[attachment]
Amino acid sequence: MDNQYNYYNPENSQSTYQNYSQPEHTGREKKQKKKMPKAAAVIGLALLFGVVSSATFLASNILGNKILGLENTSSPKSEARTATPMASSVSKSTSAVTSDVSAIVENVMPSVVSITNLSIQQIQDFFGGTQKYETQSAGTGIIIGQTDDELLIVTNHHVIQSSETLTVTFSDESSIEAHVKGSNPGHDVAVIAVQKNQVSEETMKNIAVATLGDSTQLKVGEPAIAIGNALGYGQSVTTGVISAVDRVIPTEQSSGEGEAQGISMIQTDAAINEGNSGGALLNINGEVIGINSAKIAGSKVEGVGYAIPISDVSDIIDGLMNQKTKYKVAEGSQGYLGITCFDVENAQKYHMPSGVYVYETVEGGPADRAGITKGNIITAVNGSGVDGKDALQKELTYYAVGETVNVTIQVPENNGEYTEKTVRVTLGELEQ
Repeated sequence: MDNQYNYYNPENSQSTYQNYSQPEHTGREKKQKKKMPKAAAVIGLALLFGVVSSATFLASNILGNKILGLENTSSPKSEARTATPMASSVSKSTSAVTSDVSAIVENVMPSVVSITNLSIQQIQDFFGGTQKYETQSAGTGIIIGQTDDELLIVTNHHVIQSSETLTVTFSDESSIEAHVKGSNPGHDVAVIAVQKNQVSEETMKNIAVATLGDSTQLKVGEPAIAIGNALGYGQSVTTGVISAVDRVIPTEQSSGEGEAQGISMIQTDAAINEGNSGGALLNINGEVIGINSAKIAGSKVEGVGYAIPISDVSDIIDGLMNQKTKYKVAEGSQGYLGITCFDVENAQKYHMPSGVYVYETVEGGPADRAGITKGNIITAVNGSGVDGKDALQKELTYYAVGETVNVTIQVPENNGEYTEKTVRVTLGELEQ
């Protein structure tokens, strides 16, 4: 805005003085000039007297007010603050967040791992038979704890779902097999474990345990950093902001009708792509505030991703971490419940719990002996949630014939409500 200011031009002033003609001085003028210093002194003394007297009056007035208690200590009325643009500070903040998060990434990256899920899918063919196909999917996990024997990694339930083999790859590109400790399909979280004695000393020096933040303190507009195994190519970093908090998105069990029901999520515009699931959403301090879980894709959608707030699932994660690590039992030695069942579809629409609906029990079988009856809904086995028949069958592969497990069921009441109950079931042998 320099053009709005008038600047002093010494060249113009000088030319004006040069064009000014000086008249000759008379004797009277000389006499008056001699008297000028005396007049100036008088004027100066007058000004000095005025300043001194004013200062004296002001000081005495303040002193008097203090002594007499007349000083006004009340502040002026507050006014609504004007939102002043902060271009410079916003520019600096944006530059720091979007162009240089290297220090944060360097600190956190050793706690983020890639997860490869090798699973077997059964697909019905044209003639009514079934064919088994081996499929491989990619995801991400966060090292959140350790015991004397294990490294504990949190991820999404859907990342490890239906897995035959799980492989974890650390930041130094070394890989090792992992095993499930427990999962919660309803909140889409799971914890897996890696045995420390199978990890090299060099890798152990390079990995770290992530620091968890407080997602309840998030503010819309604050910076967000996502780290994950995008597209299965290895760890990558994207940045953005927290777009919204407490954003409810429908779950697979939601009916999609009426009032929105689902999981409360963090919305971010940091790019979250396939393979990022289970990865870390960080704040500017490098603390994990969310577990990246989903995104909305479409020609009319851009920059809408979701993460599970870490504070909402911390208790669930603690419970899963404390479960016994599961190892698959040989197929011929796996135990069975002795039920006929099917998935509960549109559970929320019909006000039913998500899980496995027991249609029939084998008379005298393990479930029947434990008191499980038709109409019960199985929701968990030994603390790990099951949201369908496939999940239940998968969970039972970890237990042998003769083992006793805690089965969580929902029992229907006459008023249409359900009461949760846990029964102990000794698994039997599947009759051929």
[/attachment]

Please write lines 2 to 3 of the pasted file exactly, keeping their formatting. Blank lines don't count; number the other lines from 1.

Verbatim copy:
Repeated sequence: MDNQYNYYNPENSQSTYQNYSQPEHTGREKKQKKKMPKAAAVIGLALLFGVVSSATFLASNILGNKILGLENTSSPKSEARTATPMASSVSKSTSAVTSDVSAIVENVMPSVVSITNLSIQQIQDFFGGTQKYETQSAGTGIIIGQTDDELLIVTNHHVIQSSETLTVTFSDESSIEAHVKGSNPGHDVAVIAVQKNQVSEETMKNIAVATLGDSTQLKVGEPAIAIGNALGYGQSVTTGVISAVDRVIPTEQSSGEGEAQGISMIQTDAAINEGNSGGALLNINGEVIGINSAKIAGSKVEGVGYAIPISDVSDIIDGLMNQKTKYKVAEGSQGYLGITCFDVENAQKYHMPSGVYVYETVEGGPADRAGITKGNIITAVNGSGVDGKDALQKELTYYAVGETVNVTIQVPENNGEYTEKTVRVTLGELEQ
């Protein structure tokens, strides 16, 4: 805005003085000039007297007010603050967040791992038979704890779902097999474990345990950093902001009708792509505030991703971490419940719990002996949630014939409500 200011031009002033003609001085003028210093002194003394007297009056007035208690200590009325643009500070903040998060990434990256899920899918063919196909999917996990024997990694339930083999790859590109400790399909979280004695000393020096933040303190507009195994190519970093908090998105069990029901999520515009699931959403301090879980894709959608707030699932994660690590039992030695069942579809629409609906029990079988009856809904086995028949069958592969497990069921009441109950079931042998 320099053009709005008038600047002093010494060249113009000088030319004006040069064009000014000086008249000759008379004797009277000389006499008056001699008297000028005396007049100036008088004027100066007058000004000095005025300043001194004013200062004296002001000081005495303040002193008097203090002594007499007349000083006004009340502040002026507050006014609504004007939102002043902060271009410079916003520019600096944006530059720091979007162009240089290297220090944060360097600190956190050793706690983020890639997860490869090798699973077997059964697909019905044209003639009514079934064919088994081996499929491989990619995801991400966060090292959140350790015991004397294990490294504990949190991820999404859907990342490890239906897995035959799980492989974890650390930041130094070394890989090792992992095993499930427990999962919660309803909140889409799971914890897996890696045995420390199978990890090299060099890798152990390079990995770290992530620091968890407080997602309840998030503010819309604050910076967000996502780290994950995008597209299965290895760890990558994207940045953005927290777009919204407490954003409810429908779950697979939601009916999609009426009032929105689902999981409360963090919305971010940091790019979250396939393979990022289970990865870390960080704040500017490098603390994990969310577990990246989903995104909305479409020609009319851009920059809408979701993460599970870490504070909402911390208790669930603690419970899963404390479960016994599961190892698959040989197929011929796996135990069975002795039920006929099917998935509960549109559970929320019909006000039913998500899980496995027991249609029939084998008379005298393990479930029947434990008191499980038709109409019960199985929701968990030994603390790990099951949201369908496939999940239940998968969970039972970890237990042998003769083992006793805690089965969580929902029992229907006459008023249409359900009461949760846990029964102990000794698994039997599947009759051929």